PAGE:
Yes, you read right, I said “tumor-kick!” Well, you could practically call it that with all the properties it has to fight breast, prostate, colon and skin cancer. Hopefully you’ve figured out by now that I’m talking about the spice called Turmeric. It has long been used in the world of cooking, but also equally in medicine.
Where does it come from?
As with most things, the exact origin isn’t clear but it most likely came from Southern East Asia, becoming popular in China, Africa, Jamaica, and is pretty much cultivated in any tropical country in this day and age. History suggests it started out as a dying agent then moved on to a condiment and cosmetic. It has been grown in India for centuries, adding flavor to its popular cuisine, while Chinese medicine has been using it to fight off depression. It comes the root family, resembling ginger. It is a sterile plant that doesn’t produce seeds.
Some of its properties:
Just a few of its amazing properties include: Anti-inflammatory, anti-oxidant, anti-septic, anti-bacterial, detoxifying, anti-depressant, natural pain killer….and the list just goes on.
A quick word on Anti-oxidants and why the body needs them:
Our body and our skin need anti-oxidants to get rid of free-radicals. What are free radicals? Free radicals are toxic molecules in the cells that our body produces naturally. They are in fact by-products of the natural cell metabolism that occurs in the human body when it breaks down food that we eat, or from pollution, pesticides, tobacco and chemicals, etc. Although at times they do serve some purpose in helping the immune system – for the most part they are in the wrong place and can attack our healthy cells, causing health issue’s and speeding up the ageing process. This is why we need lots of anti-oxidants for the body – the more the better! Pack as many anti-oxidants you can into the body and onto the body on a daily basis.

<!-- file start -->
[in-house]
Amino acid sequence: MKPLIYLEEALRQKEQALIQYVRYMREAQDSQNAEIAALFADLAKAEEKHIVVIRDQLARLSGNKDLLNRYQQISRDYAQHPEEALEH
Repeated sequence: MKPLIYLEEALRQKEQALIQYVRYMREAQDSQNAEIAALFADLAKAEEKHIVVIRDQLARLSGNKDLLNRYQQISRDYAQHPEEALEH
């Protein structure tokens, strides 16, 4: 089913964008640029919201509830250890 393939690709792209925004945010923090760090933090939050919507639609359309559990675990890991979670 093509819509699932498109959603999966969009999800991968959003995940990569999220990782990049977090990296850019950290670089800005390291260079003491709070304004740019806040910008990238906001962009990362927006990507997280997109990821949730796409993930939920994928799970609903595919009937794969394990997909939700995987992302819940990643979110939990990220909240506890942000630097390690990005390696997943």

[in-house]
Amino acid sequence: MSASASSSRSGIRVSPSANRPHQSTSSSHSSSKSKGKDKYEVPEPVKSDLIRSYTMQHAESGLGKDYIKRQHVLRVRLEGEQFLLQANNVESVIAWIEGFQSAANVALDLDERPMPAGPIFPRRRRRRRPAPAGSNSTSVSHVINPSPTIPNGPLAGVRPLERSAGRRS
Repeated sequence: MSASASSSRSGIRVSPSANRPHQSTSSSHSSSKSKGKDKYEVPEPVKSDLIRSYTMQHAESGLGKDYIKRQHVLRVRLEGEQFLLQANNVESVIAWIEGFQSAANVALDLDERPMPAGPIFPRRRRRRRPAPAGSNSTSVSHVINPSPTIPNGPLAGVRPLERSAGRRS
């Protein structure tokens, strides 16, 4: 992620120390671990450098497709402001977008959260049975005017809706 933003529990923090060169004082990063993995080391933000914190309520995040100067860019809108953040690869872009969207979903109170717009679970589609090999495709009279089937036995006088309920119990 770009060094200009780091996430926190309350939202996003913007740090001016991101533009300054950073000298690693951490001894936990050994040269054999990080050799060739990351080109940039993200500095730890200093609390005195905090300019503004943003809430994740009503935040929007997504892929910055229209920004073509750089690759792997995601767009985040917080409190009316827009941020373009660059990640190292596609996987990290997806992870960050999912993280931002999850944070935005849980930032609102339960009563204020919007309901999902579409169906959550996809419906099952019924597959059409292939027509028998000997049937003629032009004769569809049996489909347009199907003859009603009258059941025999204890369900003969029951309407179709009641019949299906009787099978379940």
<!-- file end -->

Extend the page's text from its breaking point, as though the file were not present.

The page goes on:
A few spices to use in cooking that are full of anti-oxidants are:
- Cayenne Pepper
How you can use Turmeric:
While commonly known for its use in Curry’s it can be added to just about anything. Why not try it in your scrambled eggs, or in a tasty butter nut soup? Use it to color rice. Health practitioners believe in adding to your meat to reduce the carcinogenic compounds that form when frying or grilling meat.
On a personal note, my husband and I like to season our steak before throwing it on the pan with English mustard. It not only gives it a nutty rich flavor, but guess what…it has turmeric in it as well. Score!!
To reap the full benefits of this wonder-working spice, try to add it at the end of cooking as much as possible as to not destroy its amazing properties.